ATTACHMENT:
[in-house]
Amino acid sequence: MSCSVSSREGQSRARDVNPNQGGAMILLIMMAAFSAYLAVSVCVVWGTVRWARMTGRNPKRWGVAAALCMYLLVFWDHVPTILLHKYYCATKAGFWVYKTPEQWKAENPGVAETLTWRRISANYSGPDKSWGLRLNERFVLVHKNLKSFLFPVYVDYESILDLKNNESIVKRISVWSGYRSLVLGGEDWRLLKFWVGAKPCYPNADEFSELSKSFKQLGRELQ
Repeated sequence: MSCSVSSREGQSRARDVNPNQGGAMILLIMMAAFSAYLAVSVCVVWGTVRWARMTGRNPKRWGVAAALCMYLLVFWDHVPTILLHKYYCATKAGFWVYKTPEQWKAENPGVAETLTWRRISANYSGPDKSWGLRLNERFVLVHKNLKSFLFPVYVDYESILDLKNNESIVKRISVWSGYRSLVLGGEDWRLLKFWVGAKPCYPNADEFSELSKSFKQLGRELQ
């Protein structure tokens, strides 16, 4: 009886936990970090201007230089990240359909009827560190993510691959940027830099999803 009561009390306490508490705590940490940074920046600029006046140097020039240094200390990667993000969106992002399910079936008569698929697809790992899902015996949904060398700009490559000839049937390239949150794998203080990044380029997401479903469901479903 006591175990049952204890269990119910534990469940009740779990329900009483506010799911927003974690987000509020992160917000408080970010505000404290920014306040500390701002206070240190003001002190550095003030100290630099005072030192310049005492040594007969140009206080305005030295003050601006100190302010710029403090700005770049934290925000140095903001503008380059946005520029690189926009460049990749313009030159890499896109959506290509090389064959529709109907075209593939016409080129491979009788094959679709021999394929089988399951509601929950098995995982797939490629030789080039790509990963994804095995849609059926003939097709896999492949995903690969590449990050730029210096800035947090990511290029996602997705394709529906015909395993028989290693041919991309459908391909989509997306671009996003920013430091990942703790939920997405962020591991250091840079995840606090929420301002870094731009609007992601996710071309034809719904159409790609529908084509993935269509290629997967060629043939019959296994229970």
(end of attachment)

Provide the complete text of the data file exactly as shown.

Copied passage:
[in-house]
Amino acid sequence: MSCSVSSREGQSRARDVNPNQGGAMILLIMMAAFSAYLAVSVCVVWGTVRWARMTGRNPKRWGVAAALCMYLLVFWDHVPTILLHKYYCATKAGFWVYKTPEQWKAENPGVAETLTWRRISANYSGPDKSWGLRLNERFVLVHKNLKSFLFPVYVDYESILDLKNNESIVKRISVWSGYRSLVLGGEDWRLLKFWVGAKPCYPNADEFSELSKSFKQLGRELQ
Repeated sequence: MSCSVSSREGQSRARDVNPNQGGAMILLIMMAAFSAYLAVSVCVVWGTVRWARMTGRNPKRWGVAAALCMYLLVFWDHVPTILLHKYYCATKAGFWVYKTPEQWKAENPGVAETLTWRRISANYSGPDKSWGLRLNERFVLVHKNLKSFLFPVYVDYESILDLKNNESIVKRISVWSGYRSLVLGGEDWRLLKFWVGAKPCYPNADEFSELSKSFKQLGRELQ
């Protein structure tokens, strides 16, 4: 009886936990970090201007230089990240359909009827560190993510691959940027830099999803 009561009390306490508490705590940490940074920046600029006046140097020039240094200390990667993000969106992002399910079936008569698929697809790992899902015996949904060398700009490559000839049937390239949150794998203080990044380029997401479903469901479903 006591175990049952204890269990119910534990469940009740779990329900009483506010799911927003974690987000509020992160917000408080970010505000404290920014306040500390701002206070240190003001002190550095003030100290630099005072030192310049005492040594007969140009206080305005030295003050601006100190302010710029403090700005770049934290925000140095903001503008380059946005520029690189926009460049990749313009030159890499896109959506290509090389064959529709109907075209593939016409080129491979009788094959679709021999394929089988399951509601929950098995995982797939490629030789080039790509990963994804095995849609059926003939097709896999492949995903690969590449990050730029210096800035947090990511290029996602997705394709529906015909395993028989290693041919991309459908391909989509997306671009996003920013430091990942703790939920997405962020591991250091840079995840606090929420301002870094731009609007992601996710071309034809719904159409790609529908084509993935269509290629997967060629043939019959296994229970």